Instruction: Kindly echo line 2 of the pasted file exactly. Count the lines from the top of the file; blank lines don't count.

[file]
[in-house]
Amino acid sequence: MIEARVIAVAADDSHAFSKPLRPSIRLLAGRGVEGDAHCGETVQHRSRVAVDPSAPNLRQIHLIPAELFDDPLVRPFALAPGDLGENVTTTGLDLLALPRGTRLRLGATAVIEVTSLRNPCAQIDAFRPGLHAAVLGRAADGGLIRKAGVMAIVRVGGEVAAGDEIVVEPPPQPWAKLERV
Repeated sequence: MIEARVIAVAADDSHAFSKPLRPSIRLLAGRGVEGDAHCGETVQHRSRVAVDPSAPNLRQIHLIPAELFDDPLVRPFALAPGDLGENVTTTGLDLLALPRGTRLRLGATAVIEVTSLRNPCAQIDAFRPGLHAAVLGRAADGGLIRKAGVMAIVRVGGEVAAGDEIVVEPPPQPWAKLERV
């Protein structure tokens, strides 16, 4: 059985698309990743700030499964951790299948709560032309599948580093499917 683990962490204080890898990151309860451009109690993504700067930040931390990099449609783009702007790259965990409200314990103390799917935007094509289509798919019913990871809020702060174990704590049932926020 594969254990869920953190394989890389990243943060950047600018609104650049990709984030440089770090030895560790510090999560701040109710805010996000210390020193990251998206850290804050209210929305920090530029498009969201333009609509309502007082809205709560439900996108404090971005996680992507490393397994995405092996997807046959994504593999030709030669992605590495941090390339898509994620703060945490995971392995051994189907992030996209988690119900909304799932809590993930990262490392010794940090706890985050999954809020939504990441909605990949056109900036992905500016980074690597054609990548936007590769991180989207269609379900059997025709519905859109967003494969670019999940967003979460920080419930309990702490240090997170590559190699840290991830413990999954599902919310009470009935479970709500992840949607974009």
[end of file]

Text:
Amino acid sequence: MIEARVIAVAADDSHAFSKPLRPSIRLLAGRGVEGDAHCGETVQHRSRVAVDPSAPNLRQIHLIPAELFDDPLVRPFALAPGDLGENVTTTGLDLLALPRGTRLRLGATAVIEVTSLRNPCAQIDAFRPGLHAAVLGRAADGGLIRKAGVMAIVRVGGEVAAGDEIVVEPPPQPWAKLERV